Earthquake near Iran's Bushehr nuclear power station
Continue reading the main story Iran nuclear crisis
A 6.3 magnitude earthquake has struck in south-west Iran, not far from the country's only nuclear power station, the US Geological Survey (USGS) says.
The Bushehr nuclear plant has not been affected and is working normally, officials are quoted as saying.
At least three people are reported to have died in the quake that struck 90km (60 miles) south of Bushehr. Iran's Red Crescent is sending teams to the area.
The quake was felt across the Gulf in Dubai, Abu Dhabi and Bahrain.
Seismologists said the quake struck at 16:22 (11:52 GMT) at a depth of 10km (6.2 miles) near the town of Kaki, south of Bushehr, a Gulf port city that is home to Iran's first and only nuclear power plant.
Iran's seismological centre in Bushehr province, linked to Tehran University, registered the quake at a magnitude of 6.1.
Five aftershocks - the strongest measuring a magnitude of 5.4 - struck within an hour.
'Within the norm' The governor of Bushehr, Fereydoun Hassanvand, told Iranian state TV that the nuclear plant was not damaged.
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It was a very strange sensation, rather like being on a rocking boat”Phil Stevens Office worker in Abu Dhabi
An official with the Russian firm Atomstroyexport told Russian media that the quake "in no way affected the normal situation at the reactor".
"Personnel continue to work in the normal regime and radiation levels are fully within the norm," the official was quoted by Russian state news agency Ria as saying.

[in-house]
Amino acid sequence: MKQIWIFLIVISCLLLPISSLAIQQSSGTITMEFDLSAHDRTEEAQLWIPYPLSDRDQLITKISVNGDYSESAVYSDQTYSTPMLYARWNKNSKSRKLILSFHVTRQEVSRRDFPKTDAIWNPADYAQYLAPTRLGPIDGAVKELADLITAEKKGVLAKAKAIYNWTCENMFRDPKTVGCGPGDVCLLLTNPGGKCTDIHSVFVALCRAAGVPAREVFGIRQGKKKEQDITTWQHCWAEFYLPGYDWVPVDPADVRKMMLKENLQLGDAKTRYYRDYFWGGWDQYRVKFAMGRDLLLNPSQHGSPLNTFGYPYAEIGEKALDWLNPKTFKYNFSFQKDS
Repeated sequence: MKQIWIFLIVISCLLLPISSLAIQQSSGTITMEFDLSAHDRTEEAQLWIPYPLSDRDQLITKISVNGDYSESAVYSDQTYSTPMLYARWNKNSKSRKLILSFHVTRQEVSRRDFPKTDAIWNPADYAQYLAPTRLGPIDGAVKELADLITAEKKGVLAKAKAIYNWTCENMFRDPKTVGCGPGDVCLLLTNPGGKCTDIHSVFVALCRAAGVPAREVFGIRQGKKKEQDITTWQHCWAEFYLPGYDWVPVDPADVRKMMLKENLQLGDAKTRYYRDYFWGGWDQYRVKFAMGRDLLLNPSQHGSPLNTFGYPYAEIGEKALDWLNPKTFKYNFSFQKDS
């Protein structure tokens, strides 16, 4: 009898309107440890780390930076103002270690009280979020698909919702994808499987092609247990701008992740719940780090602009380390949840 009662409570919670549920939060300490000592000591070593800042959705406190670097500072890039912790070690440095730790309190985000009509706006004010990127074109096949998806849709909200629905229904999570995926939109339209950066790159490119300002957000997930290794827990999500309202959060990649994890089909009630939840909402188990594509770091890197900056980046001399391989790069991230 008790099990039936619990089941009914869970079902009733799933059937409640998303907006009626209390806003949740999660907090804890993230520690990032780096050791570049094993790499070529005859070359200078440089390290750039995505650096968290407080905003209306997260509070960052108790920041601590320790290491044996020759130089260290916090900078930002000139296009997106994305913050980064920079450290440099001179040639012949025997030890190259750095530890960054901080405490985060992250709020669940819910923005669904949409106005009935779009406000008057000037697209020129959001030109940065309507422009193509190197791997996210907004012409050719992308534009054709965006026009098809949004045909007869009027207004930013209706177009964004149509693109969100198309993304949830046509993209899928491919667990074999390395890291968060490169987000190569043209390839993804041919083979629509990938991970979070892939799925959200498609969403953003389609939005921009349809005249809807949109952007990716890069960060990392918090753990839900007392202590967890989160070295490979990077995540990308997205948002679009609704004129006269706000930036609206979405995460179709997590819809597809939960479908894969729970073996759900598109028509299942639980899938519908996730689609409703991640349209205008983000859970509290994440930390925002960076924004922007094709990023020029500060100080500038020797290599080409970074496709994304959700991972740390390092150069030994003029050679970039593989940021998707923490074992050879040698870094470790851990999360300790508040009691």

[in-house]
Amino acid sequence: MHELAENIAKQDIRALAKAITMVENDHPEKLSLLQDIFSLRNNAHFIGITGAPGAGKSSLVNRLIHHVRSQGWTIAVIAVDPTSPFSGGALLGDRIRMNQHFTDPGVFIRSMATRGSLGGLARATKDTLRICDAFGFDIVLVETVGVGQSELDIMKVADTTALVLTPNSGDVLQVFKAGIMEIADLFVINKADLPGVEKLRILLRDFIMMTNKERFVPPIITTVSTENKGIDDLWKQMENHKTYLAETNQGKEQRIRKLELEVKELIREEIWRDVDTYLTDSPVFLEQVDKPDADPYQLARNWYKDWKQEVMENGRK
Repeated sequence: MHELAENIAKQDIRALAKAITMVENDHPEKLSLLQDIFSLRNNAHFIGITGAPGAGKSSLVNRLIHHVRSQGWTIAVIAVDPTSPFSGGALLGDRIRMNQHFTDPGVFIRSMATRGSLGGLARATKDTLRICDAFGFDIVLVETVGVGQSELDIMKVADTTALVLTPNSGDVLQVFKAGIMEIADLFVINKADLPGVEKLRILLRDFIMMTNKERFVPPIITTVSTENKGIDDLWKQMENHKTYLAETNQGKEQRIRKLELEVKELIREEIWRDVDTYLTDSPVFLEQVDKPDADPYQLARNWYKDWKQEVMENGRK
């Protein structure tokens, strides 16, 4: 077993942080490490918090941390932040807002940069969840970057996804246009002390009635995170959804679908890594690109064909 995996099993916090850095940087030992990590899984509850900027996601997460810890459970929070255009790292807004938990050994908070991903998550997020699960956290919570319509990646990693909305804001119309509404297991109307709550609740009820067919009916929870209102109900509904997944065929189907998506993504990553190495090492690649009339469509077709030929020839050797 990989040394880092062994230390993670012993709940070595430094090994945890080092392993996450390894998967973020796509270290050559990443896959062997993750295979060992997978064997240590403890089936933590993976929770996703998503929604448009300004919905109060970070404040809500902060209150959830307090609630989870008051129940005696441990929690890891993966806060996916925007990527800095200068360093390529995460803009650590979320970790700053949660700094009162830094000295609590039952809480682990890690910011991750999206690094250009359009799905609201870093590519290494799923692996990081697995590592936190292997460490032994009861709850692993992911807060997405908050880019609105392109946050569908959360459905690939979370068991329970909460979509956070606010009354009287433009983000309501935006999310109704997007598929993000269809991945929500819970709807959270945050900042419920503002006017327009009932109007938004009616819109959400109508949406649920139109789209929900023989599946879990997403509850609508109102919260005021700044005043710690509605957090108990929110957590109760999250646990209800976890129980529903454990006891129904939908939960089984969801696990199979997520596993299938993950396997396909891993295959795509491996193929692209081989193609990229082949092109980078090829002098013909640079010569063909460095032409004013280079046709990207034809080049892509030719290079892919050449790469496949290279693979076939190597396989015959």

Iran's nuclear programme has roused concern among major powers that Tehran wants to build nuclear weapons - a charge Iran strongly denies.
Fault line One resident in Bushehr told Reuters news agency that they could "clearly feel the earthquake" but there was no damage.
State media reported that three people had died so far, and phone lines had been brought down by the quake and its aftershocks.
Iran's Red Crescent organisation said there were around 10,000 people living in villages in the affected area, and rescue teams had been deployed to help them.
Mahmoud Mozaffar, the head of Iran's Red Crescent, told state television that two villages had been "80% damaged" by the quake.
The earthquake shook buildings across the Gulf.
"Our entire building started to wobble from side to side for around 30 seconds or so," Phil Stevens, working on the 10th floor of a building in Abu Dhabi, told the BBC.
"It was a very strange sensation, rather like being on a rocking boat. We evacuated our office and quickly learnt of the earthquake in Iran."
Iran straddles a major geological fault line, making it prone to seismic activity. In 2003, an earthquake in the city of Bam left more than 25,000 people dead.